Notice that having gc_ref == 0 does not imply that the object is unreachable. This is because another object that is reachable from the outside (gc_ref > 0) can still have references to it. For instance, the link_2 object in our example ended having gc_ref == 0 but is referenced still by the link_1 object that is reachable from the outside. To obtain the set of objects that are really unreachable, the garbage collector re-scans the container objects using the tp_traverse slot; this time with a different traverse function that marks objects with gc_ref == 0 as “tentatively unreachable” and then moves them to the tentatively unreachable list. The following image depicts the state of the lists in a moment when the GC processed the link_3 and link_4 objects but has not processed link_1 and link_2 yet.


Then the GC scans the next link_1 object. Because it has gc_ref == 1, the gc does not do anything special because it knows it has to be reachable (and is already in what will become the reachable list):


When the GC encounters an object which is reachable (gc_ref > 0), it traverses its references using the tp_traverse slot to find all the objects that are reachable from it, moving them to the end of the list of reachable objects (where they started originally) and setting its gc_ref field to 1. This is what happens to link_2 and link_3 below as they are reachable from link_1. From the state in the previous image and after examining the objects referred to by link_1 the GC knows that link_3 is reachable after all, so it is moved back to the original list and its gc_ref field is set to 1 so that if the GC visits it again, it will know that it’s reachable. To avoid visiting an object twice, the GC marks all objects that have already been visited once (by unsetting the PREV_MASK_COLLECTING flag) so that if an object that has already been processed is referenced by some other object, the GC does not process it twice.


Notice that an object that was marked as “tentatively unreachable” and was later moved back to the reachable list will be visited again by the garbage collector as now all the references that that object has need to be processed as well. This process is really a breadth first search over the object graph. Once all the objects are scanned, the GC knows that all container objects in the tentatively unreachable list are really unreachable and can thus be garbage collected.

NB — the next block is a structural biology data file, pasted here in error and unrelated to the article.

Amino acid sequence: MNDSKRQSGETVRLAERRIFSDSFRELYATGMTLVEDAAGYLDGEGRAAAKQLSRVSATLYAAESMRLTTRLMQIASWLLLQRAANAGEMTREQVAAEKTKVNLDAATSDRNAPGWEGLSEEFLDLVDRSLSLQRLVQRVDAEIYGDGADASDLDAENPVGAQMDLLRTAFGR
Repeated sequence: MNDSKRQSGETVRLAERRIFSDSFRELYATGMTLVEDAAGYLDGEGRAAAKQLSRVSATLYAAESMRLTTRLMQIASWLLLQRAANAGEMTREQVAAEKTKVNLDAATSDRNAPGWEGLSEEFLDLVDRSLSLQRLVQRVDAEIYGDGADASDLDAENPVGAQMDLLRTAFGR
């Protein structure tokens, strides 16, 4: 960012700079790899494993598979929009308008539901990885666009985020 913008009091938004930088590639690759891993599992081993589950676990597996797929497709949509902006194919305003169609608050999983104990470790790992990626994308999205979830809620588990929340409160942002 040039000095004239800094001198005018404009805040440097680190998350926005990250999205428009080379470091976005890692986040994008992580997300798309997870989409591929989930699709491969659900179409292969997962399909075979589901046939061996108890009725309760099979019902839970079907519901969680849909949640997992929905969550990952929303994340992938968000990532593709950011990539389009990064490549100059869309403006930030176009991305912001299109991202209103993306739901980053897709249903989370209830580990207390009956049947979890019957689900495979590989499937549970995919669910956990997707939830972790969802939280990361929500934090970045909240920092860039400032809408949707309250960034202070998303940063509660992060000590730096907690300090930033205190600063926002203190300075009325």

Pragmatically, it’s important to note that no recursion is required by any of this, and neither does it in any other way require additional memory proportional to the number of objects, number of pointers, or the lengths of pointer chains. Apart from O(1) storage for internal C needs, the objects themselves contain all the storage the GC algorithms require.

Why moving unreachable objects is better

It sounds logical to move the unreachable objects under the premise that most objects are usually reachable, until you think about it: the reason it pays isn’t actually obvious.

Suppose we create objects A, B, C in that order. They appear in the young generation in the same order. If B points to A, and C to B, and C is reachable from outside, then the adjusted refcounts after the first step of the algorithm runs will be 0, 0, and 1 respectively because the only reachable object from the outside is C.

When the next step of the algorithm finds A, A is moved to the unreachable list. The same for B when it’s first encountered. Then C is traversed, B is moved back to the reachable list. B is eventually traversed, and then A is moved back to the reachable list.

So instead of not moving at all, the reachable objects B and A are each moved twice. Why is this a win? A straightforward algorithm to move the reachable objects instead would move A, B, and C once each. The key is that this dance leaves the objects in order C, B, A - it’s reversed from the original order. On all subsequent scans, none of them will move. Since most objects aren’t in cycles, this can save an unbounded number of moves across an unbounded number of later collections. The only time the cost can be higher is the first time the chain is scanned.

Destroying unreachable objects

Once the GC knows the list of unreachable objects, a very delicate process starts with the objective of completely destroying these objects. Roughly, the process follows these steps in order:

  1. Handle and clear weak references (if any). Weak references to unreachable objects are set to None. If the weak reference has an associated callback, the callback is enqueued to be called once the clearing of weak references is finished. We only invoke callbacks for weak references that are themselves reachable. If both the weak reference and the pointed-to object are unreachable we do not execute the callback. This is partly for historical reasons: the callback could resurrect an unreachable object and support for weak references predates support for object resurrection. Ignoring the weak reference’s callback is fine because both the object and the weakref are going away, so it’s legitimate to say the weak reference is going away first.

  2. If an object has legacy finalizers (tp_del slot) move it to the gc.garbage list.

  3. Call the finalizers (tp_finalize slot) and mark the objects as already finalized to avoid calling finalizers twice if the objects are resurrected or if other finalizers have removed the object first.